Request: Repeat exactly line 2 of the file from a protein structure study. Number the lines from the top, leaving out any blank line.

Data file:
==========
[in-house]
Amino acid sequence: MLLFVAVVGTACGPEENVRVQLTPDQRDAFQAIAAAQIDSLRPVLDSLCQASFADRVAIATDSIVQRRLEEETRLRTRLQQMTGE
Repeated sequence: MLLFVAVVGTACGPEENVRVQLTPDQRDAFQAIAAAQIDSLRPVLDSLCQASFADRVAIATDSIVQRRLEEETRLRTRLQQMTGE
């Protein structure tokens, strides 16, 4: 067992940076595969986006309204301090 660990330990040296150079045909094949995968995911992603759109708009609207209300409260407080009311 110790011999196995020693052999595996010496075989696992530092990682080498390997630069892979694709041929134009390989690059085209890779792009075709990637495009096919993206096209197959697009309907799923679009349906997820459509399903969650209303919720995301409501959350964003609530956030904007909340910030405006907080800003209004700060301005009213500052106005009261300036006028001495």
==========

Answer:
Amino acid sequence: MLLFVAVVGTACGPEENVRVQLTPDQRDAFQAIAAAQIDSLRPVLDSLCQASFADRVAIATDSIVQRRLEEETRLRTRLQQMTGE